Introduction to the Danleers
The Danleers were an American R&B/doo-wop vocal group in the 1950s-1960s. The band’s single “One Summer Night” was initially released on Amp-3 label, and then distributed by Mercury Records. After the single’s success, the band performed on tour alongside stars such as Bobby Darin, Connie Francis, Buddy Holly, Crickets, and The Coasters, among others. However, “One Summer Night” also proved to be their last foray into the charts, joining the ranks of other one-hit wonders.
The group’s lineup
One-hit wonders The Danleers were an American R&B/doo-wop vocal group. The group was formed in Brooklyn, New York. The group was originally a quintet, consisting of Jimmy Weston (lead vocals), Nat McCune (baritone), Roosevelt Mays (bass), Johnny Lee (tenor) and Will Ephraim (tenor). The average age of the members was about seventeen.
The Evolution of R&B Music
Rhythm and blues, popularly known as R&B, is a musical genre developed by African- Americans in the 1940s and continues to be refined today. R&B is derived from gospel, jazz, folk, and traditional blues music and was created in collaboration with rock and roll. The term “rhythm and blues” merged in the 1940s as a general marketing term for all African-American music, replacing “race music.” The term first appeared in commercial recordings in 1948, when RCA Victor Records began using “blues and rhythm” music as a descriptor for African-American secular singing. The most commonly understood meaning of the term is the sophistication that had evolved since the 1930s when a small combo of Louis Jordan began making blues-based records with humorous lyrics and upbeat rhythms to represent urban music.
Many musicians immersed in blues and black American church music brought new songs from the South and eventually landed recording deals in Northern cities. Their music emphasized electric guitar, double bass, piano, and drums. The migration of African-Americans to urban areas in the Northeast and Midwest in the early 20th century allowed the diverse regional styles of African-American music to interact. The transition also created new markets for these styles of music. In its early days, the term “rhythm and blues” was used to refer to boogie-woogie, African-American swing, jazz, and blues. All of these styles influenced the development of what is now called rhythm and blues.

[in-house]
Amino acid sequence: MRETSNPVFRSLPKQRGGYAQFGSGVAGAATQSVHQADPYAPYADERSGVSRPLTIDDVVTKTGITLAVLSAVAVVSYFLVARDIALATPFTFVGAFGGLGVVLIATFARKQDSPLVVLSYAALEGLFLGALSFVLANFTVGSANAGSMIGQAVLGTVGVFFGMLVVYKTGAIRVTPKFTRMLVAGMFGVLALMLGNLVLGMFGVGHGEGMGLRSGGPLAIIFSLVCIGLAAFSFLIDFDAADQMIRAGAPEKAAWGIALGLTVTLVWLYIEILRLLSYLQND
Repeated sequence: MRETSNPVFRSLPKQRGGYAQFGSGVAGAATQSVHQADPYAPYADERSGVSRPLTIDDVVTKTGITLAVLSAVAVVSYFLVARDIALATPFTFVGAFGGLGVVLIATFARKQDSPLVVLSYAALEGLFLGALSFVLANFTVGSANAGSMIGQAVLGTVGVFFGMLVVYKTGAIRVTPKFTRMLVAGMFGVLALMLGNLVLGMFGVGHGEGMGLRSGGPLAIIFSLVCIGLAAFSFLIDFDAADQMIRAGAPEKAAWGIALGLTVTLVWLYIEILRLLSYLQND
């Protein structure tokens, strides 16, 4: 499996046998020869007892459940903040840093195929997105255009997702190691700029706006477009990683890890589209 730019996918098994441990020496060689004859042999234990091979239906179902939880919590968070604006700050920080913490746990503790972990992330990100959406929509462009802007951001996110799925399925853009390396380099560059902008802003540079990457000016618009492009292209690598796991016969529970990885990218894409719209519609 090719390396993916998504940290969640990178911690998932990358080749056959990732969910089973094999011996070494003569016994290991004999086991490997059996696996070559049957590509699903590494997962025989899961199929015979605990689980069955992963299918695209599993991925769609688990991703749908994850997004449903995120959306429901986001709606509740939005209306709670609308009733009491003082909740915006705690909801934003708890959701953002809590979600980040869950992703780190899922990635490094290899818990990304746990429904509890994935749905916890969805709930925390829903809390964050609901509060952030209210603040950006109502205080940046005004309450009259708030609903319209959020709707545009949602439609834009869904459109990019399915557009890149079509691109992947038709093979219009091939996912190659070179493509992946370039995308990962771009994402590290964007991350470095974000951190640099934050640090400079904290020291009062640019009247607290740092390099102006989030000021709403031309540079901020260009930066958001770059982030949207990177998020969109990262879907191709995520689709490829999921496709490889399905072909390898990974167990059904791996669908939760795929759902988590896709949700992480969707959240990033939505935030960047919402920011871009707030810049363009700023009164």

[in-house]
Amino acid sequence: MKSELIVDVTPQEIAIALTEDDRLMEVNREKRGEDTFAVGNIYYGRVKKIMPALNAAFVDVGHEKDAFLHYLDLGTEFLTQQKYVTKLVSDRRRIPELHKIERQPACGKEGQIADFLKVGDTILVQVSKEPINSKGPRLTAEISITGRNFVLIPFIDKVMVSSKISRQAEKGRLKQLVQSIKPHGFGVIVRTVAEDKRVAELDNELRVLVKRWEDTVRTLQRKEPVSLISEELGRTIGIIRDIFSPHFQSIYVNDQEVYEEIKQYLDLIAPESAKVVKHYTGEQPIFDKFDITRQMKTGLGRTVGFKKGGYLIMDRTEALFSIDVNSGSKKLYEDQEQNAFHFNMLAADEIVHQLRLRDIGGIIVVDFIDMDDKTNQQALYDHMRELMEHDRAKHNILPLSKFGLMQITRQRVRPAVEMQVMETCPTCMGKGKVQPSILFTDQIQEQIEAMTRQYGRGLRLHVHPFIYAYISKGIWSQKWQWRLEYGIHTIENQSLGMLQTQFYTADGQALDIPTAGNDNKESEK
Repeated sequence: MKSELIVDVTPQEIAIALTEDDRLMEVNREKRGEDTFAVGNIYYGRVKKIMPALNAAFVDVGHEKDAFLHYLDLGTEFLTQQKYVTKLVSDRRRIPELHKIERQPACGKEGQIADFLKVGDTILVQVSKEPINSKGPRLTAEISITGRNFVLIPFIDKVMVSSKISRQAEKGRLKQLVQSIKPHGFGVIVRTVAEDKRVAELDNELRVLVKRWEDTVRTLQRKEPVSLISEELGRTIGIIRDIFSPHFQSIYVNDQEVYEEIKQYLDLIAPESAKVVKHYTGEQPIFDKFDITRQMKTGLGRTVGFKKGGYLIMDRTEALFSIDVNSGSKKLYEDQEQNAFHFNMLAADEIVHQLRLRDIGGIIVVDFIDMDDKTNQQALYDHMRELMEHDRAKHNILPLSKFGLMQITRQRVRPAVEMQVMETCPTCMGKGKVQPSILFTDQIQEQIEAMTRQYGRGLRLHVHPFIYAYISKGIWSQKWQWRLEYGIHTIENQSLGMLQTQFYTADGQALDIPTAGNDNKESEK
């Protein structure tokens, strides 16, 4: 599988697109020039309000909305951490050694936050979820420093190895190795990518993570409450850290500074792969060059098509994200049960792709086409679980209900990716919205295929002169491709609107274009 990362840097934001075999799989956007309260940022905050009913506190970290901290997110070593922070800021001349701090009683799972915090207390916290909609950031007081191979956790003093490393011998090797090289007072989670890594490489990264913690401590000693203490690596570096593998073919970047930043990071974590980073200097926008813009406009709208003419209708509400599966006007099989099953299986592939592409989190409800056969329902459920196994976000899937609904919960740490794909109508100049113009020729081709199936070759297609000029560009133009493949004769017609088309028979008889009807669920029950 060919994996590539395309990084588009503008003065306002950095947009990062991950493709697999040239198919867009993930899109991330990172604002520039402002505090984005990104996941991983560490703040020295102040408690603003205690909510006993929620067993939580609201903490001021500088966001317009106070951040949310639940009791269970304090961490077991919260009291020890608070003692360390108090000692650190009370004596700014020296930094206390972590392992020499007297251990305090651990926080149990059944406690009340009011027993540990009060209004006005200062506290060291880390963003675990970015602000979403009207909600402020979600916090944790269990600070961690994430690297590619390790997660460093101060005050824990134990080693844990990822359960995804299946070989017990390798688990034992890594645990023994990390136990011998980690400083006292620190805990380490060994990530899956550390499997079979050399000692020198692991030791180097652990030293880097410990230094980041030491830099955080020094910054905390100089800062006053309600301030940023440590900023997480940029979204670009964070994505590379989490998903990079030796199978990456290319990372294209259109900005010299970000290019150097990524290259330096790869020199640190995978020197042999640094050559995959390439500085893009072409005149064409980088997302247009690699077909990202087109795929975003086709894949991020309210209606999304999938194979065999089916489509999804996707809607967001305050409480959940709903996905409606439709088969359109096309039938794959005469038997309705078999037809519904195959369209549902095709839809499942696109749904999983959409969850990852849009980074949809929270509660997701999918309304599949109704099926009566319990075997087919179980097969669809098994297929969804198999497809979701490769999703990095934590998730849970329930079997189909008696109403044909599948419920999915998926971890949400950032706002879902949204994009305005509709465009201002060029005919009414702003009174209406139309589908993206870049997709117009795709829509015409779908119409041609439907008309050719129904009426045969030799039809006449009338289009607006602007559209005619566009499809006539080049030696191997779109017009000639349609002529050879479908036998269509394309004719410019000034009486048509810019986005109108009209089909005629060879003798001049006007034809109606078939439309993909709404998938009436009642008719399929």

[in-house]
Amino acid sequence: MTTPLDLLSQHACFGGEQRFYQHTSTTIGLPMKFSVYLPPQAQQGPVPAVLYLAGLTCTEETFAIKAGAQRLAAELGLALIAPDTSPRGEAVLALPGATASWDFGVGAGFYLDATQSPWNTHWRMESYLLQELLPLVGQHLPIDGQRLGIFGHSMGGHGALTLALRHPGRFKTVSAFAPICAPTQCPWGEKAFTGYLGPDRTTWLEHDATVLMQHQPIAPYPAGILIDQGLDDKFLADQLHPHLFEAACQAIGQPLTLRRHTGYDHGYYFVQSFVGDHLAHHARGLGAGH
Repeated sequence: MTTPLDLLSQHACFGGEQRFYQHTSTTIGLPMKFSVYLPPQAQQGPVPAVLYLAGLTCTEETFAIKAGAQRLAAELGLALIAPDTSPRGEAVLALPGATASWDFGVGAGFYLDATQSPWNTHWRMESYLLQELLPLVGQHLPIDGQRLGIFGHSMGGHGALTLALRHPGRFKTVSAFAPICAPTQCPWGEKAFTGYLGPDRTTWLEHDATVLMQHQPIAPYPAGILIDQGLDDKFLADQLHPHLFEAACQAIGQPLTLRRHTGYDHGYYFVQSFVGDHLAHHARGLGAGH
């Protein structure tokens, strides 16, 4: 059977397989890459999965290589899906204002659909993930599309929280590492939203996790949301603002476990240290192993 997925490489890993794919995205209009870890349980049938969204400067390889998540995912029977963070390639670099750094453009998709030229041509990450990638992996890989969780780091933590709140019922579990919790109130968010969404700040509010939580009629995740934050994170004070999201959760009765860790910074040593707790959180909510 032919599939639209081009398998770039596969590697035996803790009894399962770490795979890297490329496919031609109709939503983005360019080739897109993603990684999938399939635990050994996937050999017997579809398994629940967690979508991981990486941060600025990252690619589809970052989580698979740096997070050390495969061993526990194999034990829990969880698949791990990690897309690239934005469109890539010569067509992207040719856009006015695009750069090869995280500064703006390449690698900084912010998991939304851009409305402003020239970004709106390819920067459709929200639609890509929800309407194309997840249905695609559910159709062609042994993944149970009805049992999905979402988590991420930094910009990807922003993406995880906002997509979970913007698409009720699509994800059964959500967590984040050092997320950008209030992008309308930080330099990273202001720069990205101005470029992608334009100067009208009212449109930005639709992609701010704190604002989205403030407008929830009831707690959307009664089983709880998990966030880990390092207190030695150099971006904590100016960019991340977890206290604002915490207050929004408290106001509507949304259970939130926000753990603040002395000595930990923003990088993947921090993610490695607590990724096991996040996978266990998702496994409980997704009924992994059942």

The genre’s early stars were classified simultaneously into R&B and rock and roll. These included James Brown, Fats Domino, and Little Richard. In the 1950s, R&B shared almost all of its musical characteristics with rock and roll, but both genres were affected by racism. From the 1950s through the 60s, nearly all white artists playing blues-based pop music were classified as rock and roll. On the other hand, most black musicians who performed songs with the same influence were branded R&B artists. R&B musicians began experimenting with syncopated rhythms and more Afrocentric lyrical content in the 1970s. Artists fused sacred music, African rhythms, and extended instruments into R&B, developing funk and disco.